- New report shows nature in Scotland is more depleted than in 88% of 240 countries and territories across the world.
- Scotland ranks 28th from the bottom in the Biodiversity Intactness Index (BII), a global analysis on how much human activity has impacted nature.
- Of the 27 EU member states, 23 of them – 85% – rank more highly than Scotland in biodiversity intactness.
- Scotland has a BII of just 56% compared to 65% for France, 75% for Norway and 89% for Finland which is among the best countries worldwide.
- RSPB Scotland is calling on all 129 newly elected MSPs to be ambitious and restore nature for Scotland’s wildlife, climate and people
A new RSPB evaluation, using analysis by scientific staff at the Natural History Museum, has shown that Scotland is listed in the worst twelve percent of 240 countries and territories around the world for the amount of wildlife and wild places lost due to human activity.
The Biodiversity Intactness Index (BII), which is used by the key United Nations nature initiatives to assess nature around the world, is the latest analysis in a growing body of evidence highlighting the perilous state of nature in Scotland and the urgent need for action in order to halt and reverse declines in wildlife and to protect nature and restore ecosystems.
Scotland has a BII of just 56% compared with 65% for France, 75% for Norway and 89% for Finland, which is among the best countries or territories worldwide for retaining its natural biodiversity. Of the 27 EU member states, 23 of them – 85% - rank more highly than Scotland.
In 2019, a coalition of nature conservation and scientific organisations, including the Scottish Government’s nature advisors NatureScot, published the State of Nature in Scotland report. It revealed the ongoing loss of nature, finding that 49% of species had declined and 1 in 9 species is at risk of extinction in Scotland. When viewed alongside the BII, it is clear that nature in Scotland is in a perilous state.
Wildlife and wild places have been continually damaged for many decades through human activity. Investment and action to protect and restore nature have not been sufficient to halt this or the resulting declines in species.
Aedan Smith, Head of Policy for RSPB Scotland, said: “The central message from the BII is inescapable: by this measure, nature in Scotland is more depleted than in 88% of the 240 other countries and territories studied across the world. When we combine that with the State of Nature finding that nature loss is continuing right now in Scotland, on our watch, surely the wake-up call is too loud to ignore.
“Too much of our nature is in trouble – but we still have the staggering beauty of pinewoods and peatlands, eagles, dolphins, bumblebees, kelp, orchids, curlews and thousands of other precious species. We have so much to lose – and so much to regain.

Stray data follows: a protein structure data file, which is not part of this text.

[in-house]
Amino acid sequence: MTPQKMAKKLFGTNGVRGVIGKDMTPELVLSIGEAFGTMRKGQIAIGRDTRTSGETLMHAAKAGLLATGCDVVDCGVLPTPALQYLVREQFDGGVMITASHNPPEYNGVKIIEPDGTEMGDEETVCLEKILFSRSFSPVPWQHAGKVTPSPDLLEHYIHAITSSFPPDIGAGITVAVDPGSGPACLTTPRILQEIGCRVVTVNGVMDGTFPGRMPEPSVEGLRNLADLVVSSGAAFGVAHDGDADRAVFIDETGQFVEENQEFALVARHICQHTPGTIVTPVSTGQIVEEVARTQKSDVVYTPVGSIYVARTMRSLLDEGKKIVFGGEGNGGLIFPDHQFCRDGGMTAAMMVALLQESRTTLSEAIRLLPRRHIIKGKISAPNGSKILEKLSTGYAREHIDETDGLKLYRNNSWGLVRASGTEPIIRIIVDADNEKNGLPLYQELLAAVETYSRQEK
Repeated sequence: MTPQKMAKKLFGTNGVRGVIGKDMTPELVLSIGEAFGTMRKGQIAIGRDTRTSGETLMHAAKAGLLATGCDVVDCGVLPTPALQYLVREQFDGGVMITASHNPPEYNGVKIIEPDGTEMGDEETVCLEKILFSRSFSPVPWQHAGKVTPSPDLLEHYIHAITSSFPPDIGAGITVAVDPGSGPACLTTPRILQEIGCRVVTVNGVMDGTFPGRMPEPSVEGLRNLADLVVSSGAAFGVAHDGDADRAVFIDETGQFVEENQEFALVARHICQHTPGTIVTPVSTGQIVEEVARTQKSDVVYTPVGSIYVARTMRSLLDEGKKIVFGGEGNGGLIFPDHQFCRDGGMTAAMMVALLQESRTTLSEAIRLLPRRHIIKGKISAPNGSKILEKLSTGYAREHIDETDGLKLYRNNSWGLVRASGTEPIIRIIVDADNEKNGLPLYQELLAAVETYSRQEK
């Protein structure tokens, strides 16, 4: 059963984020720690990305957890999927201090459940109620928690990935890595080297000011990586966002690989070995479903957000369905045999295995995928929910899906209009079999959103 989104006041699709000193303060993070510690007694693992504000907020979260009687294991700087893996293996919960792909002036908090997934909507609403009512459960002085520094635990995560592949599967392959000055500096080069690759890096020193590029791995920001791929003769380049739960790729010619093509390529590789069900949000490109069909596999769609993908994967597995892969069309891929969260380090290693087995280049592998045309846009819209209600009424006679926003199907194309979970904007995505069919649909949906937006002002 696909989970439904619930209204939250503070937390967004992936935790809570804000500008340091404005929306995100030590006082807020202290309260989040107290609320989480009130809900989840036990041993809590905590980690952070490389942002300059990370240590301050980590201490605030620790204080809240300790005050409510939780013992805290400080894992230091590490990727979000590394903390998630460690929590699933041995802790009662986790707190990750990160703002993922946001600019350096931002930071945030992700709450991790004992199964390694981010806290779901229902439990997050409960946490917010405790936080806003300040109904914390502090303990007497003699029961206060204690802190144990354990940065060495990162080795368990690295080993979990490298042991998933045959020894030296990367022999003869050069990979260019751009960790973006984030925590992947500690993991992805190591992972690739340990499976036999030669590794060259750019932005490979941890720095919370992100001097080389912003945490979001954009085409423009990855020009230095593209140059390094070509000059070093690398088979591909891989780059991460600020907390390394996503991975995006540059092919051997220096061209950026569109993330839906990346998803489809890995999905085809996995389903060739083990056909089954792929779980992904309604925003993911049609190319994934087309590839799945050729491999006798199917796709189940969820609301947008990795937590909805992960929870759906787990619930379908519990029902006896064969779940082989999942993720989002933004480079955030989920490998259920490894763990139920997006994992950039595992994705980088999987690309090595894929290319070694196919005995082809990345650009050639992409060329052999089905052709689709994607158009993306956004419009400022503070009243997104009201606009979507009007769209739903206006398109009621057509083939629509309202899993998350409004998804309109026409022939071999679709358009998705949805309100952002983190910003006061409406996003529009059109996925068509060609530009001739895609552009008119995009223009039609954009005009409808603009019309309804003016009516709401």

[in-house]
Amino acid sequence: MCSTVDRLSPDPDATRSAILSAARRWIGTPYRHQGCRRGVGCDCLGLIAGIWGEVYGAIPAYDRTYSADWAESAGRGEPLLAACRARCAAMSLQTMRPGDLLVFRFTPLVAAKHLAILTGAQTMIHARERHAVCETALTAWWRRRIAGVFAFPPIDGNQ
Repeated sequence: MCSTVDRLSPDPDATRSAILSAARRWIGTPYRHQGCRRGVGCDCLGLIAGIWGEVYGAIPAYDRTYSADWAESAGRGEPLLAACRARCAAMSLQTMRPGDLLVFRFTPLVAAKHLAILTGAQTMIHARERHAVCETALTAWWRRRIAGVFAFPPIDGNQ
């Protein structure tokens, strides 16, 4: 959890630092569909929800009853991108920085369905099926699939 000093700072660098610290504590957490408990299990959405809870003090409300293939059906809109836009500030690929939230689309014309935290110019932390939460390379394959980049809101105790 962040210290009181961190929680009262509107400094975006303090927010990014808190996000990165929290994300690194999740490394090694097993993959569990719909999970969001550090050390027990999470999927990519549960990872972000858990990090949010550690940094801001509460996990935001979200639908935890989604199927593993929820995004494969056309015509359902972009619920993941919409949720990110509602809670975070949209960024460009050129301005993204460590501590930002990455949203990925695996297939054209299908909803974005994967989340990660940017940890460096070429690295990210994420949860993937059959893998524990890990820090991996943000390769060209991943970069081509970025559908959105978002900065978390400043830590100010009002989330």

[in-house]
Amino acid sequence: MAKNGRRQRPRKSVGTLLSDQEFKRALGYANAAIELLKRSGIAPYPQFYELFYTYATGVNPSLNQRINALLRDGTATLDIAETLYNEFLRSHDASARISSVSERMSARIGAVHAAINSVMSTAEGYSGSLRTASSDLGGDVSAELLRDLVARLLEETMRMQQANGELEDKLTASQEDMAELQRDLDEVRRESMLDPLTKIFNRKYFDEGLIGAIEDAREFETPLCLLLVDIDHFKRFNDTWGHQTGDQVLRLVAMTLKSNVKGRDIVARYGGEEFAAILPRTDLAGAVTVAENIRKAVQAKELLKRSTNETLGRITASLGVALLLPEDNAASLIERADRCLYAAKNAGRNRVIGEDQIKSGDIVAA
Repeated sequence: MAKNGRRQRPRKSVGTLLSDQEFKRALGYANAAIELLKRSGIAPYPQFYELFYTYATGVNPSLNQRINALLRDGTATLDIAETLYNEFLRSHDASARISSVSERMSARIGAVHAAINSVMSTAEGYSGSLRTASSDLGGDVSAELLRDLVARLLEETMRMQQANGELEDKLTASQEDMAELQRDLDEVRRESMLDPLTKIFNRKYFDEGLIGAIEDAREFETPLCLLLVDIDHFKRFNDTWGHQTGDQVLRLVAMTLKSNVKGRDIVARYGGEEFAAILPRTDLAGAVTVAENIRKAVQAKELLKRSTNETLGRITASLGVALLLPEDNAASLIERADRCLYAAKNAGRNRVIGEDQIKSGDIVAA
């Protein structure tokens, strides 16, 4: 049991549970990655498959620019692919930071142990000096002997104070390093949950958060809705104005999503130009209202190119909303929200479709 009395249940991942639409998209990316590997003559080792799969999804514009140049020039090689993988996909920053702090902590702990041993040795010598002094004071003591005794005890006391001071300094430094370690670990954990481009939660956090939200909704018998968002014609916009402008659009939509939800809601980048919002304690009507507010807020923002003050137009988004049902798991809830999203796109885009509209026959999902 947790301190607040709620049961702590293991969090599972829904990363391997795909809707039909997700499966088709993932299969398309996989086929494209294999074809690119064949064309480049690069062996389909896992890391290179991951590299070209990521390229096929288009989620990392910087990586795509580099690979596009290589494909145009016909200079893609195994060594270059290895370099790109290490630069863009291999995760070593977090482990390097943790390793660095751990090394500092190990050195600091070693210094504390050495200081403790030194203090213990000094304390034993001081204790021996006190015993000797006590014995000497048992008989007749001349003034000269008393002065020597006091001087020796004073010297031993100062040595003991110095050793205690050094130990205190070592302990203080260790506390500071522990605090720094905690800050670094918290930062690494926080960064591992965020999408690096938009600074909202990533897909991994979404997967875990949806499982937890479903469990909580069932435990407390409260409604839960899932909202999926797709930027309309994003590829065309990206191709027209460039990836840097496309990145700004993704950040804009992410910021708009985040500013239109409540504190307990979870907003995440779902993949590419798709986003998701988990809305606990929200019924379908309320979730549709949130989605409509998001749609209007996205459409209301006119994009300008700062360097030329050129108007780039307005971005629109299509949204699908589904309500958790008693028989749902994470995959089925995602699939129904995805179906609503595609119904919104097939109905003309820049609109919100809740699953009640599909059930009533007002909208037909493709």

“With new determination and creativity, we can restore nature in Scotland. This last incredibly difficult year has shown us how much we need nature. And now nature needs each and every member of the Scottish Parliament to commit to taking strong and lasting action to restore and protect it.”
The Biodiversity Intactness Index (BII) is designed to be a sensitive, easily understood indicator that can be applied at a range of scales. Importantly, it reflects historical losses of nature and it allows for comparison between different areas and regions. All four of the UK nations sit close to the bottom. England ranks 7th from the bottom; Northern Ireland 12th; Wales 16th; and Scotland 28th. They are all amongst the countries and territories whose biodiversity is most damaged out of the 240 studied.
RSPB Scotland is calling on the Scottish Parliament to bring in legislation and policies that will aid nature’s recovery rather than its destruction by:
- Protecting 30% of Scotland’s land for nature by 2030 through new and existing nature sites, ensuring these places are well managed, monitored and sufficiently funded.
- Transforming Scotland’s approach to a wide range of policy areas from farming to fishing to planning and development to benefit nature, people and climate as outlined in the #11Actions in the Nature Recovery Plan produced jointly by RSPB Scotland, the Scottish Wildlife Trust and WWF Scotland.
- Setting legally-binding targets for nature’s recovery like there are for climate
Aedan added: “The good news is that the action needed can all go hand-in-hand with a green recovery from Covid-19 – creating jobs and improving the health and wellbeing of people living in Scotland.
“While Scotland’s huge importance for nature in terms of the four UK countries is clear from its higher ranking for intactness, it still has a long way to go to be a true champion of nature. Scotland could lead the world in protecting nature but only if this new Scottish Parliament takes the opportunity to turn things around, creating a Scotland we can all be proud of.
“As each of the 129 MSPs start this new five-year term, we wish them all the very best. We have high hopes that they will be equal to the challenge and can set Scotland’s nature firmly on a road to recovery for all our sakes.”
To find out more visit rspb.org.uk/reviveourworldscotland
The new report is available here.
Last Updated: Wednesday 15 December 2021